Original German WWII Normandy Camouflage M35 Named Helmet - SE64
Original Item: Only One Available. This is an incredible totally authentic example. This stamped sheet steel construction helmet retains original paint but shows wear and use. The best aspect of this helmet are the multiple layer of Camouflage paint in color and style known as "Normandy Camouflage". This type of paint and pattern was most commonly used by German soldiers stationed along the Northern France "Atlantic Wall" during the Summer of 1944. The paint is 100% authentic.
All three liner retaining pins are intact. The interior of the helmet still has the original M31 leather liner with all eight of it’s fingers intact. The liner still retains the original size adjustment string. The liner is in solid condition with signs of age. Original chinstrap is still present.
The reverse, interior, neck guard apron is batch number stamped, 3070 along with a name on the neck guard apron in white paint that reads Schröder. The paint, location and style of text is typical German WWII.
The interior, left side, apron has a stamped manufacturer’s code and size, SE64 indicating that indicating it was manufactured by Sächsische Emaillier u. Stanzwerke in size 64.
Not far from the Czechoslovakian border once lay the helmet factory Sächsische Emaillier und Stanzwerke A.G. Beginning in 1935 this factory served as a primary manufacturer of steel helmets for the Armed Forces (Wehrmacht), Police (Polizei), and Armed-SS (Waffen-SS) . The Sächsische Emaillier und Stanzwerke plant, along with the Eisenhüttenwerke firm in Thale, was one of the only two facilities involved in helmet production until the end of 1937. After 1937 three other firms were added to the total involved in producing steel helmets in an effort to supply the growing Wehrmacht with updated equipment. Helmets made by the Sächsische Emaillier und Stanzwerke firm were marked with the letters "SE" meaning "Sächsische Emaillier." These initials were placed on the inside left rim along side a two digit number denoting the metric shell size of the helmet. In 1943 the firm changed initials which resulted in the new shell marking "hkp." The "hkp" initials were later moved to the rear of the helmet and continued to be used through May 1945. These initials are generally found on M1942 helmets since they were placed into production mid-war at about the time the firm changed its designation. The Sächsische Emaillier und Stanzwerke was the second largest producer of German steel helmets (Stahlhelme) during the Second World War.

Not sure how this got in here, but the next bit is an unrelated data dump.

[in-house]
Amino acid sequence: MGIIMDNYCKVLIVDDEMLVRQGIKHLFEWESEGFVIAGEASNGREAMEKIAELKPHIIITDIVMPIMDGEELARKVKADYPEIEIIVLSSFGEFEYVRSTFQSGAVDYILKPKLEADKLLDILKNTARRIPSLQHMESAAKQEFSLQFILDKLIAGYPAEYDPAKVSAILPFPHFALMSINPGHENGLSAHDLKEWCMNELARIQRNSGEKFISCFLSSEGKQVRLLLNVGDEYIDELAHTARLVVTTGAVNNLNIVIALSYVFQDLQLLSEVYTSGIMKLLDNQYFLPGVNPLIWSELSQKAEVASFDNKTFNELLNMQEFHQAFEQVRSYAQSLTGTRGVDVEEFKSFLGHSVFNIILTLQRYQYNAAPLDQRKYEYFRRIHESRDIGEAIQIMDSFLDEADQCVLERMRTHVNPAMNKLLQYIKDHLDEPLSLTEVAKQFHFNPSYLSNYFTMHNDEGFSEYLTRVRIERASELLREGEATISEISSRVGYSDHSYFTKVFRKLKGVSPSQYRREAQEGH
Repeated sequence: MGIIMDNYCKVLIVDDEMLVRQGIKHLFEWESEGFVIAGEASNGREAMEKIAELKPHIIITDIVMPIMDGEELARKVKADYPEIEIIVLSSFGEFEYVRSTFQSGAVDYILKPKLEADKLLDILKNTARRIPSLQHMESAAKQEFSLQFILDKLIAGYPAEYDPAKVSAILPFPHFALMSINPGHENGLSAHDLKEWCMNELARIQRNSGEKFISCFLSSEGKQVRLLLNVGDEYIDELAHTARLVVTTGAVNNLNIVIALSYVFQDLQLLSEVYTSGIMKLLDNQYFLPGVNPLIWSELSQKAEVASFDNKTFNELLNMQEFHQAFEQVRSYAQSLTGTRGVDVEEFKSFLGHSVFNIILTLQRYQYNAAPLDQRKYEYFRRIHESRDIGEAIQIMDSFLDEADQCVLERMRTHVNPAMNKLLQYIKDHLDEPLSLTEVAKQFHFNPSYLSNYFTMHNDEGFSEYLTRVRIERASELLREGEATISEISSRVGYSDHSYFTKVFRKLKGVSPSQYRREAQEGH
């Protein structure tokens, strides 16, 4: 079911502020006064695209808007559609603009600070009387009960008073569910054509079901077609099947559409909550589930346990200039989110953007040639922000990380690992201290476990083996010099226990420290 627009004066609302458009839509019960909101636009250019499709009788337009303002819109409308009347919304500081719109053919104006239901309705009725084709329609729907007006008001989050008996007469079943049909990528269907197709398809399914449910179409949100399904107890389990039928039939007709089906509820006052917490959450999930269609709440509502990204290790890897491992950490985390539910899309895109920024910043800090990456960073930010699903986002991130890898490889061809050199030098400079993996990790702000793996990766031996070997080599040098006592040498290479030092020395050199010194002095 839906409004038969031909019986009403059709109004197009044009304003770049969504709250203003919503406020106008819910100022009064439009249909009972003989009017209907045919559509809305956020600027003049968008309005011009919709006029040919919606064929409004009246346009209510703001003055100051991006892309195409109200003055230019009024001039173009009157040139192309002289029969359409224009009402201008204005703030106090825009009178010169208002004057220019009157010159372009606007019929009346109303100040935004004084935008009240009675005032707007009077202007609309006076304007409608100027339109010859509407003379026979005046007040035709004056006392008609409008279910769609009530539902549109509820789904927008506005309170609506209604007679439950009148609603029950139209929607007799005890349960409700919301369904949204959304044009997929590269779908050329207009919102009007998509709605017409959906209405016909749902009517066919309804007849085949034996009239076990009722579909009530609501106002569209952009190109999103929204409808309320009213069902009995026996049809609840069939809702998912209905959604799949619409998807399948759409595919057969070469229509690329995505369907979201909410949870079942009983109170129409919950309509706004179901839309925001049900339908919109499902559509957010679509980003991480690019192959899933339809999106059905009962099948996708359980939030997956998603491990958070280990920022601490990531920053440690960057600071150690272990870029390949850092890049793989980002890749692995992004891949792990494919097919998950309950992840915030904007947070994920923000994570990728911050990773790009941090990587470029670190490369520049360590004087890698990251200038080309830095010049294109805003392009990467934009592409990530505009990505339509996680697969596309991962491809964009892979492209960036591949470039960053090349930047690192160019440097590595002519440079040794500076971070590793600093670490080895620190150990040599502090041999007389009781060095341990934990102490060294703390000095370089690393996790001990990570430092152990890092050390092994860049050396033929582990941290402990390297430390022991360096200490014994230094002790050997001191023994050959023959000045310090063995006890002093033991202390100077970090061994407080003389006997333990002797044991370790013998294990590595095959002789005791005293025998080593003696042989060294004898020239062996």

Overall a very nice 100% genuine M35 Named Heer Army helmet! M35 helmets of this quality are always the hardest to find on the market. This is an item that will only continue to appreciate in value over time.
The first "modern" steel helmets were introduced by the French army in early 1915 and were shortly followed by the British army later that year. With plans on the drawing board, experimental helmets in the field, ("Gaede" helmet), and some captured French and British helmets the German army began tests for their own steel helmet at the Kummersdorf Proving Grounds in November, and in the field in December 1915. An acceptable pattern was developed and approved and production began at Eisen-und Hüttenwerke, AG Thale/Harz, (Iron and Foundry Works), in the spring of 1916.
These first modern M16 helmets evolved into the M18 helmets by the end of WWI. The M16 and M18 helmets remained in usage through-out the Weimar Reichswehr, (National Defence Force, Circa 1919-1933), era and on into the early years of the Third Reich until the development of the smaller, lighter M35 style helmet in June 1935.
In 1934 tests began on an improved Stahlhelm, whose design was a development of World War I models. The Eisenhüttenwerke company of Thale carried out prototype design and testing, with Dr. Friedrich Schwerd once again taking a hand.
The new helmet was pressed from sheets of molybdenum steel in several stages. The size of the flared visor and skirt was reduced, and the large projecting lugs for the obsolete armor shield were eliminated. The ventilator holes were retained, but were set in smaller hollow rivets mounted to the helmet's shell. The edges of the shell were rolled over, creating a smooth edge along the helmet. Finally, a completely new leather suspension, or liner, was incorporated that greatly improved the helmet's safety, adjustability, and comfort for each wearer. These improvements made the new M1935 helmet lighter, more compact, and more comfortable to wear than the previous designs.
The Army's Supreme Command officially accepted the new helmet on June 25, 1935 and it was intended to replace all other helmets in service.
More than 1 million M1935 helmets were manufactured in the first two years after its introduction, and millions more were produced until 1940 when the basic design and production methods were changed.
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